Britain: Israel’s settlements “illegal under international law”

RAMALLAH, (PIC)– Britain’s foreign office has condemned Israel’s persistence in expanding settlements in the West Bank and Jerusalem, describing them as “illegal under international law.” “We are concerned by the Jerusalem municipality’s decision to issue a permit for a new four storey building in Silwan, East Jerusalem,” a spokesman for the foreign office stated in a press release on Wednesday. “This is part of a worrying trend in the area, where the settler population is growing while Palestinian residents are being displaced by evictions and demolitions,” he added. He expressed his government’s concern over the recent Israeli Government approval of an additional £12 million of funding for settlements, saying this Israeli step sent a worrying message to the international community. “Israeli settlements in the West Bank, including east Jerusalem, are illegal under international law, present an obstacle to peace and take us further away from a two-state solution,” he underlined.

(Source / 23.06.2016)

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Video of the Week New Clashes Erupt Between Israeli Security Forces, Muslim Worshippers

Temple Mount temporarily closed to Jewish visitors after clashes with police




The Temple Mount was temporarily closed to Jewish visitors on Wednesday at the order of Jerusalem District Commander Yoram Halevy after Jews broke visitation rules at the holy site, police said. The Jewish visitors were expelled from the compound for bringing sacred books to the Mount and trying to pray there. After one of the individuals was cautioned, another took out a holy book, and the group was expelled. Meanwhile, renewed clashes erupted between protesters and Israeli security forces near the Lion's Gate in the Old City, where police used stun grenades against the demonstrators. A regular dynamic has developed involving clashes between Palestinians and Israel Police over the past several days near the Lion's Gate. Dozens of Palestinians are present at the site on a regular basis, urging devotion to the Al-Aqsa Mosque on the Temple Mount and condemning Israel. During Muslim prayer times, particularly the midday and nighttime prayers, hundreds and sometimes even thousands have been gathering there.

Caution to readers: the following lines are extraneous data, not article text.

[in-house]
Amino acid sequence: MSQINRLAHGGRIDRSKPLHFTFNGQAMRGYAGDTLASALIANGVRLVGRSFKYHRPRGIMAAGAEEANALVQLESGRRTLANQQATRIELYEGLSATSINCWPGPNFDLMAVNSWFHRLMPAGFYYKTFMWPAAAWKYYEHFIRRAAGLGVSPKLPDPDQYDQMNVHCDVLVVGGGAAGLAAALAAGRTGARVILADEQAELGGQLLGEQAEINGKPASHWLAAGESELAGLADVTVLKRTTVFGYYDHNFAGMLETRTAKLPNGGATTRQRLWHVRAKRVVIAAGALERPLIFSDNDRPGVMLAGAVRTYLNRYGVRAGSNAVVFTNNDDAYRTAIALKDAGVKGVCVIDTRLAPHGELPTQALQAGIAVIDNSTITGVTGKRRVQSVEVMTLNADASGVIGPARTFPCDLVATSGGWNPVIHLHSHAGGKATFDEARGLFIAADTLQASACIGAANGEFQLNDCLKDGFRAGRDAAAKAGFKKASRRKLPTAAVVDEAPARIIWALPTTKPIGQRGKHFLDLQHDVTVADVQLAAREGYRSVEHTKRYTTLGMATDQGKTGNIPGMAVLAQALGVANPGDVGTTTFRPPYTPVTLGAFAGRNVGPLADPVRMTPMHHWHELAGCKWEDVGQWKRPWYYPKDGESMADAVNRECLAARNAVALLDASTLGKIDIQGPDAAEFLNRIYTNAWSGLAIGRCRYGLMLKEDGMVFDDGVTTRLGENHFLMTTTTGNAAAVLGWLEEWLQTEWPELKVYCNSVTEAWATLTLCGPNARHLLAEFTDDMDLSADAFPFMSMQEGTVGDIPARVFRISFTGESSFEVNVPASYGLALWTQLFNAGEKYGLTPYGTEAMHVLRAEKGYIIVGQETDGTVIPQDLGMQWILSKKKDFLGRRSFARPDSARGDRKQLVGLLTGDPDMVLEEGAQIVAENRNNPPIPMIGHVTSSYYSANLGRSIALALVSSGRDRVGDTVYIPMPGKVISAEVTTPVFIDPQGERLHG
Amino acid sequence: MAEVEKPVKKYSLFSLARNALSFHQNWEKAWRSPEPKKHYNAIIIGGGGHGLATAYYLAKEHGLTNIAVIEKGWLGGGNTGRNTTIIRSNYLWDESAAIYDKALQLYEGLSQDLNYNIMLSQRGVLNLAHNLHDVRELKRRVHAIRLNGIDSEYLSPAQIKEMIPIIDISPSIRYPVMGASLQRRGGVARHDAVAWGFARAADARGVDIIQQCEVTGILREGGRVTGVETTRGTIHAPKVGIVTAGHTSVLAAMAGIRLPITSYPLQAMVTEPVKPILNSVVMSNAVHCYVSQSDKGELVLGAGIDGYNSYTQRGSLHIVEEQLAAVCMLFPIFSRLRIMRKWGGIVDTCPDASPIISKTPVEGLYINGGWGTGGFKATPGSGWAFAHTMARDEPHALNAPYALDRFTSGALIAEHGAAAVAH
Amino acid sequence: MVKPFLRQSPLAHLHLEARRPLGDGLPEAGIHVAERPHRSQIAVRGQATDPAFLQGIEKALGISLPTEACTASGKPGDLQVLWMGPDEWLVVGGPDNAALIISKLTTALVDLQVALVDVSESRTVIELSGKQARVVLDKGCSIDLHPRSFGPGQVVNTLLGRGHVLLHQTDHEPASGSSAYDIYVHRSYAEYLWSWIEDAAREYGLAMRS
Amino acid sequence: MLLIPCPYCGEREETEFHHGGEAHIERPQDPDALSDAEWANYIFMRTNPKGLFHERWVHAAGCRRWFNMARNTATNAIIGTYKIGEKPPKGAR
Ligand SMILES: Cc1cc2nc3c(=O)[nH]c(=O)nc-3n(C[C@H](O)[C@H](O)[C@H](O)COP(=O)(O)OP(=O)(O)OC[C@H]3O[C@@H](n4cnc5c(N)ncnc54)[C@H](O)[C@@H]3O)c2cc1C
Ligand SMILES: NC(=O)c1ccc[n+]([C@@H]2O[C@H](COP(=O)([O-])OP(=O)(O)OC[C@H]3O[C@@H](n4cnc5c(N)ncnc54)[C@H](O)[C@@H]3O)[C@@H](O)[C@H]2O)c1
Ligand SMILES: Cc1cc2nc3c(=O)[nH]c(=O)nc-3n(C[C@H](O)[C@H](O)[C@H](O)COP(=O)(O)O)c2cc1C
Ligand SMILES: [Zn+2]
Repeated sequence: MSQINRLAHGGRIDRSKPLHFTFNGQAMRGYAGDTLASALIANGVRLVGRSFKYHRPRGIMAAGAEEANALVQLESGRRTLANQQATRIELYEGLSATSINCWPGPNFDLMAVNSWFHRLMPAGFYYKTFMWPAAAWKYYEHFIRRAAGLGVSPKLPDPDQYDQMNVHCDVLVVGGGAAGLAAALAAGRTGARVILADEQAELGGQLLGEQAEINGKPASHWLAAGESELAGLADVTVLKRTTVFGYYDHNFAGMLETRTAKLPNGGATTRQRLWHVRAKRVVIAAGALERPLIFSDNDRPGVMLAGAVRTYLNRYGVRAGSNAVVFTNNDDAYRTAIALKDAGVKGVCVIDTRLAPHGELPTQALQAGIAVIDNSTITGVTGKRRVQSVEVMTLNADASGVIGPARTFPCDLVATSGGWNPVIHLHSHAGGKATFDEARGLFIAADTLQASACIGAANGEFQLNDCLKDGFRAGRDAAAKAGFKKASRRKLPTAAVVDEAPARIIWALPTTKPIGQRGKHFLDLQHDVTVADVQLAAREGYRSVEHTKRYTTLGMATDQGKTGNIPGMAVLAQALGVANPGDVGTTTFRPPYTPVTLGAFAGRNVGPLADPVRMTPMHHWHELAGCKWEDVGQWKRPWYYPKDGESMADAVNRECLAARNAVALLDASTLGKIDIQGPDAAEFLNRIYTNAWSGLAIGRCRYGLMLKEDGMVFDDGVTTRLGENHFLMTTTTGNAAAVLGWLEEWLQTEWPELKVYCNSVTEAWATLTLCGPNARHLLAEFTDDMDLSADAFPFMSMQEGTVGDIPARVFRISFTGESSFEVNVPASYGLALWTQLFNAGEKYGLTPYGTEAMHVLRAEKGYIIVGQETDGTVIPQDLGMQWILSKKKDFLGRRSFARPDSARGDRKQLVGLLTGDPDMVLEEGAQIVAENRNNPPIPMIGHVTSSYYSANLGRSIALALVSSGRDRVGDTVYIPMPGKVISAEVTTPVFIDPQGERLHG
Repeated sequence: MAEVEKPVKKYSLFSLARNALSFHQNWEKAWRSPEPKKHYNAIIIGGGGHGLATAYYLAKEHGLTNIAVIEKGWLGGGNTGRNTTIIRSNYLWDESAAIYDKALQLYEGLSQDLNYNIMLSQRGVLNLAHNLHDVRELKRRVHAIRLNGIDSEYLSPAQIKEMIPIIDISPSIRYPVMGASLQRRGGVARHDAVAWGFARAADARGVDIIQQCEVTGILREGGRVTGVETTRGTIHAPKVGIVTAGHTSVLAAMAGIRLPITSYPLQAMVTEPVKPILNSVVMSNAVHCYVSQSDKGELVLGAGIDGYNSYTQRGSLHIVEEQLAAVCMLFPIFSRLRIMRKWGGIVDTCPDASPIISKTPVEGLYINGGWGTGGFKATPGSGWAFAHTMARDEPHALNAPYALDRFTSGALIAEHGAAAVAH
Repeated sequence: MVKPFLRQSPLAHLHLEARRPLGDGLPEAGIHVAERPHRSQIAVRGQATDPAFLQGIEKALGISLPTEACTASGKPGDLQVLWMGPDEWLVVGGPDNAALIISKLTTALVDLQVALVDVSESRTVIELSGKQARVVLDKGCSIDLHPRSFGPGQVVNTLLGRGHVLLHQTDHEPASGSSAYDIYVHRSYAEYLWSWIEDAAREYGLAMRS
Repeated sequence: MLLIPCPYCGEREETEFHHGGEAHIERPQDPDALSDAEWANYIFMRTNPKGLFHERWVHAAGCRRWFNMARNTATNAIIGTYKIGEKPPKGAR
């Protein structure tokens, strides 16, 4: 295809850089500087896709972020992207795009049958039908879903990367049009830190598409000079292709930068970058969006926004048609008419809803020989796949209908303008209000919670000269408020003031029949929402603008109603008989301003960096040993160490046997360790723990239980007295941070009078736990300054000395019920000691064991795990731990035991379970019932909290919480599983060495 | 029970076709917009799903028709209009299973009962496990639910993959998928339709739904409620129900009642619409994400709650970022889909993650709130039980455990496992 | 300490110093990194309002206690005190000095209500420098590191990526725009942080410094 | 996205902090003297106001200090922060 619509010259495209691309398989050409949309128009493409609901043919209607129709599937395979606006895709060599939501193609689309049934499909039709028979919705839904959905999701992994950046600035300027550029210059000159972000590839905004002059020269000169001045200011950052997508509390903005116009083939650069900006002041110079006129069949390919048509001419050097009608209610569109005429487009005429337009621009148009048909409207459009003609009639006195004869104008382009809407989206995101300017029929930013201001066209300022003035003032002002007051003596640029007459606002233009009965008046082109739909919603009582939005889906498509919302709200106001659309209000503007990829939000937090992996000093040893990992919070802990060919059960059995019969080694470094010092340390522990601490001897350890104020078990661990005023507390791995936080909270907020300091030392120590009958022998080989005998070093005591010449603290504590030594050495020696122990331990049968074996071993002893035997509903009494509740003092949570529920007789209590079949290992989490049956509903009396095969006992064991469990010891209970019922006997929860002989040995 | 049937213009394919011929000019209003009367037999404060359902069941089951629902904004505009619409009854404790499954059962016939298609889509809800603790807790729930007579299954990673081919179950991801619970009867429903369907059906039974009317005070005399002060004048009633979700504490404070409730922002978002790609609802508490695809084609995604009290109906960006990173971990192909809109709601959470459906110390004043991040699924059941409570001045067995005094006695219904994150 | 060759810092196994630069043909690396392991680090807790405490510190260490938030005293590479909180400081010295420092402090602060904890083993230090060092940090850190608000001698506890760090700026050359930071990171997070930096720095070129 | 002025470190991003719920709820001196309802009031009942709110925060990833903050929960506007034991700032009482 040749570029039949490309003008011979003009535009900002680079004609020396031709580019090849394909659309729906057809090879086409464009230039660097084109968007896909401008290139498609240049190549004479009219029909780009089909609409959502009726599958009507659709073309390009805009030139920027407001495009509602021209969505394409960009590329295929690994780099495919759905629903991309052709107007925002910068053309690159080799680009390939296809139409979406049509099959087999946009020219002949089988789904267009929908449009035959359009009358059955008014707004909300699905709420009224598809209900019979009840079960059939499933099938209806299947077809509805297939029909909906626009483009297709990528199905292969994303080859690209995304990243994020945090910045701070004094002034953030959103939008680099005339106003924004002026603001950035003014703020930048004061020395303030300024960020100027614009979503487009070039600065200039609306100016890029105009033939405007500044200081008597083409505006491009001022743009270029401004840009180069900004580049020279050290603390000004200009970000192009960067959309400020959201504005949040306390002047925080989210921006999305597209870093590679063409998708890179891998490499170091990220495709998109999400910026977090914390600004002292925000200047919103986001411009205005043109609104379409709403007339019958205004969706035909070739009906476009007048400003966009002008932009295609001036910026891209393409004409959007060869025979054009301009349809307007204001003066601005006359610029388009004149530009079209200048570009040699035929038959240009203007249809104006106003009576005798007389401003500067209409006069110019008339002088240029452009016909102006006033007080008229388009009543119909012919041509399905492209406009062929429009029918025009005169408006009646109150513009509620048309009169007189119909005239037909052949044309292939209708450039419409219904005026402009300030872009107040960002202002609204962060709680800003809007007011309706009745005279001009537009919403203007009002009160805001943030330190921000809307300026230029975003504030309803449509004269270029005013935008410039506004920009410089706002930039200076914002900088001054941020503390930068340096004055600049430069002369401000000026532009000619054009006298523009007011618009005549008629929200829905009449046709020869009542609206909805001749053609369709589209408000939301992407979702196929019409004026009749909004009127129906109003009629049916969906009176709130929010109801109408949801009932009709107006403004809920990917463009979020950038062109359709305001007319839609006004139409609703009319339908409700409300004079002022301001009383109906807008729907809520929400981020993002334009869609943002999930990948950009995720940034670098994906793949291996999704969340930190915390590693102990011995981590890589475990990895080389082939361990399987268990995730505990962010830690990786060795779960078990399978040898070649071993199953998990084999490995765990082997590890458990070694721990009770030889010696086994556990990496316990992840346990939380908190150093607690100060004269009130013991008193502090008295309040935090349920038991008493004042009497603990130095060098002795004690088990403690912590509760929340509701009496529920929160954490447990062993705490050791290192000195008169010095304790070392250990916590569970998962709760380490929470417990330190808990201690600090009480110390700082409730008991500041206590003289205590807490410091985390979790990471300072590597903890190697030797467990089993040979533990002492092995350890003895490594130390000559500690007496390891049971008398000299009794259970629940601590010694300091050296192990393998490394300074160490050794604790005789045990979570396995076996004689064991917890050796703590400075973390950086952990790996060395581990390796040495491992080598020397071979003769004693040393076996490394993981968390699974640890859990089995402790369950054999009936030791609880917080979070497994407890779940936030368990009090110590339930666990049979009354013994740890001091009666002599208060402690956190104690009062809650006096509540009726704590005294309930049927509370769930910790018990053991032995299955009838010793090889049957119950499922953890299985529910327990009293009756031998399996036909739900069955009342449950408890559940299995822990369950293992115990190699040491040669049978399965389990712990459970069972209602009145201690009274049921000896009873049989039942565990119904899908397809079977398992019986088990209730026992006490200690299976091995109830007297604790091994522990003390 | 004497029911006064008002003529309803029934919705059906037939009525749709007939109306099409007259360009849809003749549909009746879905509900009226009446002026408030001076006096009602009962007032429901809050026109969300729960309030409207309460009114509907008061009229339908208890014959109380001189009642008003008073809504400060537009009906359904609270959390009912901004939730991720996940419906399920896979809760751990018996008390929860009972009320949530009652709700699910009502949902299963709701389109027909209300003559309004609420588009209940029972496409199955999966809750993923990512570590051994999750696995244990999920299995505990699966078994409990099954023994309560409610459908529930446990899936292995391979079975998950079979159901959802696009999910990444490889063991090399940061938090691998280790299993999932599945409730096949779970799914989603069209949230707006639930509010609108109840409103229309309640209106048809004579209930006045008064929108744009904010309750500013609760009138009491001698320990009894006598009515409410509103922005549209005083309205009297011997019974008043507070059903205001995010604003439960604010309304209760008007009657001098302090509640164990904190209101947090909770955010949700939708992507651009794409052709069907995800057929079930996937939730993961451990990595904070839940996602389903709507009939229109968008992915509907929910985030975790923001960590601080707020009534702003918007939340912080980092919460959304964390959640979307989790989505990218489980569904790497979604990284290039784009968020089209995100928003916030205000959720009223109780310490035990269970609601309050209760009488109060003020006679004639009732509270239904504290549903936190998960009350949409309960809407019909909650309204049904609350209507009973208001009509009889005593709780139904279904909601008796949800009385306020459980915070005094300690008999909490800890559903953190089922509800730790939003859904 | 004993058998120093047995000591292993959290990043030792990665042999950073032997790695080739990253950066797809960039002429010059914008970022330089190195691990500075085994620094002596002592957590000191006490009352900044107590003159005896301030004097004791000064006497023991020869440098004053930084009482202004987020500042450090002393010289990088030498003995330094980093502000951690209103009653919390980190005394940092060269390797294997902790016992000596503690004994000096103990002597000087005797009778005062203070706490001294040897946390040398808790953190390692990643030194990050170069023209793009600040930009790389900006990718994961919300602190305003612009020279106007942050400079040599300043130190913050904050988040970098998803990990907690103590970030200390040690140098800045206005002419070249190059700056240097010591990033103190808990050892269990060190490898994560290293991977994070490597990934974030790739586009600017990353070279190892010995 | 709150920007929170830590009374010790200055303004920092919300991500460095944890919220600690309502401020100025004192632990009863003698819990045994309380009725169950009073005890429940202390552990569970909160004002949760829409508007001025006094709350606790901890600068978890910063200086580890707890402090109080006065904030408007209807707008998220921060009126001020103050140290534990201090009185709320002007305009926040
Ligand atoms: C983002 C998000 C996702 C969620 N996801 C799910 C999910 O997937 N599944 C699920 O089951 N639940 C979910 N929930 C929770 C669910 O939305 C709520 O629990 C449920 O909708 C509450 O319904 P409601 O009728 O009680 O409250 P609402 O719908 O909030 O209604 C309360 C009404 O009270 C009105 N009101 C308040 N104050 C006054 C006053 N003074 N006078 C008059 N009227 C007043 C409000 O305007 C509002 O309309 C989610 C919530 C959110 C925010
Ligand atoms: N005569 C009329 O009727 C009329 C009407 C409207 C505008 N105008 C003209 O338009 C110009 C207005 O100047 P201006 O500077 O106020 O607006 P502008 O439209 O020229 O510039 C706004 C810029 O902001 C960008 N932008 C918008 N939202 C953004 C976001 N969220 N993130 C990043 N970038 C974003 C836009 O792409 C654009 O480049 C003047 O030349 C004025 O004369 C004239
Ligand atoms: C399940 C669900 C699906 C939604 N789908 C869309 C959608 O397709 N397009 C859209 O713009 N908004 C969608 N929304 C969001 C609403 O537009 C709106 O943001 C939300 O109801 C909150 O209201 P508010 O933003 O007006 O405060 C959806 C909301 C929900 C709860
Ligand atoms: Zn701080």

There have been outbreaks of violence during these periods, including stone-throwing or physical confrontations with the police. In most of these incidents, the police have been using stun grenades and sponge-tipped bullets to disperse the crowds. In a number of cases, journalists in the area have also suffered violence at the hands of the police. On Tuesday, Hassan Shaalan, a reporter for the Ynet news website, was struck by a policeman even after he identified himself as a member of the press. A group of Jerusalem-based journalists released a statement of condemnation over the incident and called on the police to permit reporters to do their jobs. The Jerusalem Police responded: "This involved an incident that took place in the course of violent disturbances of the peace that occurred in Jerusalem while the police were acting to remove the demonstrators from the street after some of them refused to vacate. The forces working on the scene are under constant threat to their lives. http://www.haaretz.com/israel-news/1.802141

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